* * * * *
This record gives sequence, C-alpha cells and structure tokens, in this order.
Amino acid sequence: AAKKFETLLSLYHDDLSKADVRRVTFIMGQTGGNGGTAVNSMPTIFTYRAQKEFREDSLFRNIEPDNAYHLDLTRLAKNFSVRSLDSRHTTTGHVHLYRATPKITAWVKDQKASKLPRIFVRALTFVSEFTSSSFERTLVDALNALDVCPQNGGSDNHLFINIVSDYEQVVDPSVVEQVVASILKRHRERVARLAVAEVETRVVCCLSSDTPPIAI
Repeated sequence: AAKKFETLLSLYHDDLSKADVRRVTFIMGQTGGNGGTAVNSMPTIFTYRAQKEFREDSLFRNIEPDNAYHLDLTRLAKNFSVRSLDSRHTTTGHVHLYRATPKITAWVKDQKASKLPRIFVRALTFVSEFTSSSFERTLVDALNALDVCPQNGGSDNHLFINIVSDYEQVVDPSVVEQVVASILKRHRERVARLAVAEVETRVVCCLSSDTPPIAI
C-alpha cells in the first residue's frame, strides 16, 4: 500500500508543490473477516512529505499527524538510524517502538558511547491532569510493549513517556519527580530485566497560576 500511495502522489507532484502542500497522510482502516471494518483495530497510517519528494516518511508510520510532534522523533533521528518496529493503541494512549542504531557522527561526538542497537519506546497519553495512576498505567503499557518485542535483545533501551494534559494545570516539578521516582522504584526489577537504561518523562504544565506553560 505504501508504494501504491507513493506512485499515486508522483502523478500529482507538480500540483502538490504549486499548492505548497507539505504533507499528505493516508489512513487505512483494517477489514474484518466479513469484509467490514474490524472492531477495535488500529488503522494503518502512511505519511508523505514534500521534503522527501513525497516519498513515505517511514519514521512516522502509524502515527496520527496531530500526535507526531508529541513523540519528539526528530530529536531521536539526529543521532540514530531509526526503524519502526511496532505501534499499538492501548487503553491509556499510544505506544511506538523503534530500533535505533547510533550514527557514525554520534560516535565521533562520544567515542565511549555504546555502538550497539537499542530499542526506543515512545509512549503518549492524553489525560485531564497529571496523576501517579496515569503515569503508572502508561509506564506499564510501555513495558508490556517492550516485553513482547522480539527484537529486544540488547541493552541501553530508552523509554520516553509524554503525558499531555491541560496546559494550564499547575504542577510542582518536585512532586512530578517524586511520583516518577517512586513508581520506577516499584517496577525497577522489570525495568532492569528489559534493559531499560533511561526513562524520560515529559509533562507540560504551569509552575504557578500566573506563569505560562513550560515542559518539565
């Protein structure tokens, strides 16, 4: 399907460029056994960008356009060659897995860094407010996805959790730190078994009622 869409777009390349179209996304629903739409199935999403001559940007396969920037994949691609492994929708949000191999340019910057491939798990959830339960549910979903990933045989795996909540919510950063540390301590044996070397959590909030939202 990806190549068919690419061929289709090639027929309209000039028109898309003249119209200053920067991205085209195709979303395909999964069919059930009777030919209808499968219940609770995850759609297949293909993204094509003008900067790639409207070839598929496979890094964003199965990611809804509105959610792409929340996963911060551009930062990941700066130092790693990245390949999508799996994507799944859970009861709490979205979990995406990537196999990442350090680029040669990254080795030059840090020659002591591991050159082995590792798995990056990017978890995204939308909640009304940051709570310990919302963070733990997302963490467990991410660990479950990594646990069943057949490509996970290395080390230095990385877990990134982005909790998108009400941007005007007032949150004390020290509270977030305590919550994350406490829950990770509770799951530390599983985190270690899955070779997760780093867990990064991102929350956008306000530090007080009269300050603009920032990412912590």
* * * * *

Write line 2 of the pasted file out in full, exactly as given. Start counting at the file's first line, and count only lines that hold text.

Amino acid sequence: AAKKFETLLSLYHDDLSKADVRRVTFIMGQTGGNGGTAVNSMPTIFTYRAQKEFREDSLFRNIEPDNAYHLDLTRLAKNFSVRSLDSRHTTTGHVHLYRATPKITAWVKDQKASKLPRIFVRALTFVSEFTSSSFERTLVDALNALDVCPQNGGSDNHLFINIVSDYEQVVDPSVVEQVVASILKRHRERVARLAVAEVETRVVCCLSSDTPPIAI